JUDEICH, W., 1905: "Topographie von Athen" στο Mόmmers Handb. d. Klass, Altertumswissenschaft III 2/2/1905, pp. 375-403.

1931: Topograph von Athen, (III, 2, 2), Munich.

LIAGOURAS, Α., 1967: "Πειραιεύς", Arch.Deltion. 22Β, pp. 142-143.

MAZARAKIS-AINIAN Ph., 1992: Les Structures Poruaires en Grece Antique.Mémoire présenté en vue de l’ obtention du titre de Licencié,Univ.Libre de Bruxelles., Volumes I,II.

MANGAROGLOU, P., 1977: Πειραϊκό Λεύκωμα, Athens.

MILSHOEFER A. , 1881: "Der Peiraieus", στο CURTIYS E. & Kaupert J. A. , 1881, σ. 23-71

GREEK NAUTICAL MUSEUM, Museum guide, Piraeus 1984.

NEGRI, Ph., 1904: "Vestiges antiques submerges", Ath. Mitt. 29, pp. 340-363.

NOACK F. 1908. : "Bemerkungen zu den Piraeusmauern", Ath. Mitt. 33, pp. 33-38.

ORLANDOS, Α.Κ.- TRAULOS, Ι.Ν., 1986: Λεξικόν Αρχαίων Αρχιτεκτονικών όρων, Athens.

PANAGOS, CH.TH., 1968 : Ο Πειραιεύς, Οικονομική και ιστορική έρευνα από των αρχαιοτάτων χρόνων μέχρι του τέλους της ρωμαϊκής αυτοκρατορίας Αθήνα ( 2nd edition with new information on the topography and economical life of from G.A. Steinhauer, Athens 1995)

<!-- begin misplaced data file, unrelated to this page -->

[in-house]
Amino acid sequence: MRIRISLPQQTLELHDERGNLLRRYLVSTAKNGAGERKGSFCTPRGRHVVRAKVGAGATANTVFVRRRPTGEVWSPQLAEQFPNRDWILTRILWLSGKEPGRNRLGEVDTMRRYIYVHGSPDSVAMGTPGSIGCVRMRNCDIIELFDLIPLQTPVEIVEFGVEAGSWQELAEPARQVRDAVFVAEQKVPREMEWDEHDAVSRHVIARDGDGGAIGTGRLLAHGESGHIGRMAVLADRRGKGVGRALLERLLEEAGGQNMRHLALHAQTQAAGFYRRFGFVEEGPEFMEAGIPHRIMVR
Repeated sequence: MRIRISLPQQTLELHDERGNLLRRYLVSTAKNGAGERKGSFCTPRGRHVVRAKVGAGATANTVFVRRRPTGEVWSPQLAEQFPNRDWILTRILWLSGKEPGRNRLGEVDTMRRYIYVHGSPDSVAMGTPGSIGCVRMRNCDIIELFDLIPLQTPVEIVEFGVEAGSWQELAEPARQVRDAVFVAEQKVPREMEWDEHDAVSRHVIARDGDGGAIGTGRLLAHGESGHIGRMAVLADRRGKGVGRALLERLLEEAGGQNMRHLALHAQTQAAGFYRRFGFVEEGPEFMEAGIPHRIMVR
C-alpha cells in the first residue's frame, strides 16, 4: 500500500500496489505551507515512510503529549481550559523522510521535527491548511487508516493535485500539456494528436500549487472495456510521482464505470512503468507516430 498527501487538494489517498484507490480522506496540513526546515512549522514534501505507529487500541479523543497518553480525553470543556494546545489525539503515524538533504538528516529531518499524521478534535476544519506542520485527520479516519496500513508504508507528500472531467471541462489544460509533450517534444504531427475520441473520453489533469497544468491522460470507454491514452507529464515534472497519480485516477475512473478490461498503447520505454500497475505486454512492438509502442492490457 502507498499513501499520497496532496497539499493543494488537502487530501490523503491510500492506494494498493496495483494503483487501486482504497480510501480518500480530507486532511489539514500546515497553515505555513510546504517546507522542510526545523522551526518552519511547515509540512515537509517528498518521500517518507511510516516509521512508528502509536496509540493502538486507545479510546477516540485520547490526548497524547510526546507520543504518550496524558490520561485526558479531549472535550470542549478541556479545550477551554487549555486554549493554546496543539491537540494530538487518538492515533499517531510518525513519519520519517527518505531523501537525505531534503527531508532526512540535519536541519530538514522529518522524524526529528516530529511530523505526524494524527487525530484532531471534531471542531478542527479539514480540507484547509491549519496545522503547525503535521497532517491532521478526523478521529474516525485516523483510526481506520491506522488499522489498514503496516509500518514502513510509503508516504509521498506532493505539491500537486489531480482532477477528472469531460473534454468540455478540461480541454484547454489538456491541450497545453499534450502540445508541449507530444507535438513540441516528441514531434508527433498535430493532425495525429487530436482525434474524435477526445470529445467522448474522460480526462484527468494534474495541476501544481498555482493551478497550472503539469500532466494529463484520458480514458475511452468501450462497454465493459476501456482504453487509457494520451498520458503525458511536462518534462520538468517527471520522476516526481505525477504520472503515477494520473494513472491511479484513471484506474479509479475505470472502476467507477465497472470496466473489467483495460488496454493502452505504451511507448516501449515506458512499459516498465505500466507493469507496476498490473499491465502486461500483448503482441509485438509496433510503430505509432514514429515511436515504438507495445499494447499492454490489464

PAPACHATZIS, N , 1974: Παυσανίου Ελλάδος Περιήγησις. , Volume Ι, Attika. , Αθήνα.

SOPHOU, E.N. , (1973): ”Χάρτης του Πειραιώς συνταχθείς 1687 υπό των ενετών” Arch.Eph. , pp. 246-58, πιν. 112-113.

STEINHAUER, G.A., 1996: "La découverte de I’arsenal de Philon", in TROPIS IV, Athens, pp. 471-480

STEINHAUER, G.A., 1995: ”Τοπογραφία του Πειραιά. Νεώτερες αρχαιολογικές ανακαλύψεις” στο Ο Πειραιεύς, Οικονομική και ιστορική έρευνα από των αρχαιοτάτων χρόνων μέχρι του τέλους της ρωμαϊκής αυτοκρατορίας (Αθήνα 1995).

2000: ”Αρχαίος Πειραιάς: Η πόλη του Θεμιστοκλή και του Ιππόδαμου” στο, STEINHAUER, G.A.,

MALIKOUTI, M.G., TSOKOPOULOS, B. , Piraeus, Centre of Shipping and Culture, Athens, pp. 9-123.

TRAULOS, I.N., 1972: "Πειραιεύς" Encyclopedia Domi, pp. 442-456.

General Bibliography

BRADFORD, J., 1957: Ancient Landscapes, London.

CASSON, L., 1971: Ships and seamanship in the ancient world, Princeton.

1974: Travel in the ancient world, London.

1991: The ancient mariners, seafarers and sea fighters of the Mediterranean in ancient times, New Jersey (1st edition Oxford 1959).

DAY, J. , 1927 : "The Kophos Limen of the Piraeus", A. J. A. 31, pp. 441-449.

DODWELL, E. , 1819: A classical and topographical tour through Greece during the years 1801-1805 and 1806, Londοn.

DORPFELD, W. , 1883: " Die Skeuothek des Philon", Ath. Mitt. 8, pp. 147-164.

EICKSTEDT, K. –V. von, 1991 : Beitrage zur topographie des Antikes Piraus, Athenes.

GOODCHILD, R. G., 1956 : "Harbours, docks and lighthouses", στο Ch. Singer & al. , A history of technology, Οxford, volume. II, σ. 516-524.

SPON, 1676: Voyage d’Italie, de Dalmatie, de Grèce et du Levant, τομ. ΙΙ.

TOUCHAIS, G. 1979 : "Chronique des fouilles en 1978" : Le Piree, B. C. H. 103, σ. 541




Bibliography


Author

Βλαχάκη Φωτεινή / Vlachaki Foteini